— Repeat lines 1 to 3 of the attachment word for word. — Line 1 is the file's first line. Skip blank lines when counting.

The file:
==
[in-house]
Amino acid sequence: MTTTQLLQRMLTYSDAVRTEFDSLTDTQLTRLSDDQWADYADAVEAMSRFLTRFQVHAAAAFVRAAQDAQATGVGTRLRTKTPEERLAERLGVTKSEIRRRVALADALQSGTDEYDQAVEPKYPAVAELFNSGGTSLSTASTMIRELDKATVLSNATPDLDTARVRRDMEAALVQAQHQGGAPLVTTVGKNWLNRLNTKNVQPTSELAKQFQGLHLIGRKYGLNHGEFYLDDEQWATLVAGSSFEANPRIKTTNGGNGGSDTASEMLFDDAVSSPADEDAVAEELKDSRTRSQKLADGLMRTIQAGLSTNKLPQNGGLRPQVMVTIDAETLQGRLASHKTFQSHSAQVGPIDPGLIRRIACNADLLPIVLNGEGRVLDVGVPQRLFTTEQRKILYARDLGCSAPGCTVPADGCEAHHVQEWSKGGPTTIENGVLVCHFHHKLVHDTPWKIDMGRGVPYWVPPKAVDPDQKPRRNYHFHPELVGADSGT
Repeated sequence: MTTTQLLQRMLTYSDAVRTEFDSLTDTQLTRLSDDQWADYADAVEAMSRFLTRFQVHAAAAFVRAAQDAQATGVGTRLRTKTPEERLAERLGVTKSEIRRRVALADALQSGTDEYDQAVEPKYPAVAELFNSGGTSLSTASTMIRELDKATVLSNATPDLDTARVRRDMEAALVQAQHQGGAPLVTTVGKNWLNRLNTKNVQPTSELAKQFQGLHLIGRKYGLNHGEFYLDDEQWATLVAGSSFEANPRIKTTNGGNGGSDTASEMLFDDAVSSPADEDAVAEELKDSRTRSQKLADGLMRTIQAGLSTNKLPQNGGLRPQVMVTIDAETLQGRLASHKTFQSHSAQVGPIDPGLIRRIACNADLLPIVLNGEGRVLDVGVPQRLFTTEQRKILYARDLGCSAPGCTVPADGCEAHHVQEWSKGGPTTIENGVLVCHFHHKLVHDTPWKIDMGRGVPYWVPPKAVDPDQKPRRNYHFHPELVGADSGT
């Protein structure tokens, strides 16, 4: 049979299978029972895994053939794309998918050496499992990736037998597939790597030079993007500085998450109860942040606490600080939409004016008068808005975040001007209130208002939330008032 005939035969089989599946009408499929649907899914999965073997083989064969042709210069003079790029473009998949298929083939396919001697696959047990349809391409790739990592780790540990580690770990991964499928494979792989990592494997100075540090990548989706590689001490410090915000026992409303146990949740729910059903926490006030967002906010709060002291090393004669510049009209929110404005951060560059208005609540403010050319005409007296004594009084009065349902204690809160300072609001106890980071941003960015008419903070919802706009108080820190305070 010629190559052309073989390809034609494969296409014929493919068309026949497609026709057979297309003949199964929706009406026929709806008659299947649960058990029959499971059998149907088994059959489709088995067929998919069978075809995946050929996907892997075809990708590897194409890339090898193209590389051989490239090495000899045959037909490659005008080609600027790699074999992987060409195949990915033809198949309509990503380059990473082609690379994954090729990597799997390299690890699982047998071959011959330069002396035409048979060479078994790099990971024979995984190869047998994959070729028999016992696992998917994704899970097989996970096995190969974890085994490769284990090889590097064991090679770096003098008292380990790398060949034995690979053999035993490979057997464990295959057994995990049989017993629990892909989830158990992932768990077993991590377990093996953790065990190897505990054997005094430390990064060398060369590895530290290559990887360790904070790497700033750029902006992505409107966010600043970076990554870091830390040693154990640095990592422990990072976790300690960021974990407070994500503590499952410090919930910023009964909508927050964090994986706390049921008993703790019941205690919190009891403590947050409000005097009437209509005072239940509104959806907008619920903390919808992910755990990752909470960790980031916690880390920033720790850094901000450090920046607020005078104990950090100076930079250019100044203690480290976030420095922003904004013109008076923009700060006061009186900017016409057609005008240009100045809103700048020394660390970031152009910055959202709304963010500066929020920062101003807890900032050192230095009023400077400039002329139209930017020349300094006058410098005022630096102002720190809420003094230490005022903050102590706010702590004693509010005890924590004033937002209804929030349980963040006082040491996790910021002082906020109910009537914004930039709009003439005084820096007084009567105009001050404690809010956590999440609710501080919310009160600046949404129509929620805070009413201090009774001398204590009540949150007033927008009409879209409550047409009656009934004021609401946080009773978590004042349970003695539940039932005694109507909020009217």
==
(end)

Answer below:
[in-house]
Amino acid sequence: MTTTQLLQRMLTYSDAVRTEFDSLTDTQLTRLSDDQWADYADAVEAMSRFLTRFQVHAAAAFVRAAQDAQATGVGTRLRTKTPEERLAERLGVTKSEIRRRVALADALQSGTDEYDQAVEPKYPAVAELFNSGGTSLSTASTMIRELDKATVLSNATPDLDTARVRRDMEAALVQAQHQGGAPLVTTVGKNWLNRLNTKNVQPTSELAKQFQGLHLIGRKYGLNHGEFYLDDEQWATLVAGSSFEANPRIKTTNGGNGGSDTASEMLFDDAVSSPADEDAVAEELKDSRTRSQKLADGLMRTIQAGLSTNKLPQNGGLRPQVMVTIDAETLQGRLASHKTFQSHSAQVGPIDPGLIRRIACNADLLPIVLNGEGRVLDVGVPQRLFTTEQRKILYARDLGCSAPGCTVPADGCEAHHVQEWSKGGPTTIENGVLVCHFHHKLVHDTPWKIDMGRGVPYWVPPKAVDPDQKPRRNYHFHPELVGADSGT
Repeated sequence: MTTTQLLQRMLTYSDAVRTEFDSLTDTQLTRLSDDQWADYADAVEAMSRFLTRFQVHAAAAFVRAAQDAQATGVGTRLRTKTPEERLAERLGVTKSEIRRRVALADALQSGTDEYDQAVEPKYPAVAELFNSGGTSLSTASTMIRELDKATVLSNATPDLDTARVRRDMEAALVQAQHQGGAPLVTTVGKNWLNRLNTKNVQPTSELAKQFQGLHLIGRKYGLNHGEFYLDDEQWATLVAGSSFEANPRIKTTNGGNGGSDTASEMLFDDAVSSPADEDAVAEELKDSRTRSQKLADGLMRTIQAGLSTNKLPQNGGLRPQVMVTIDAETLQGRLASHKTFQSHSAQVGPIDPGLIRRIACNADLLPIVLNGEGRVLDVGVPQRLFTTEQRKILYARDLGCSAPGCTVPADGCEAHHVQEWSKGGPTTIENGVLVCHFHHKLVHDTPWKIDMGRGVPYWVPPKAVDPDQKPRRNYHFHPELVGADSGT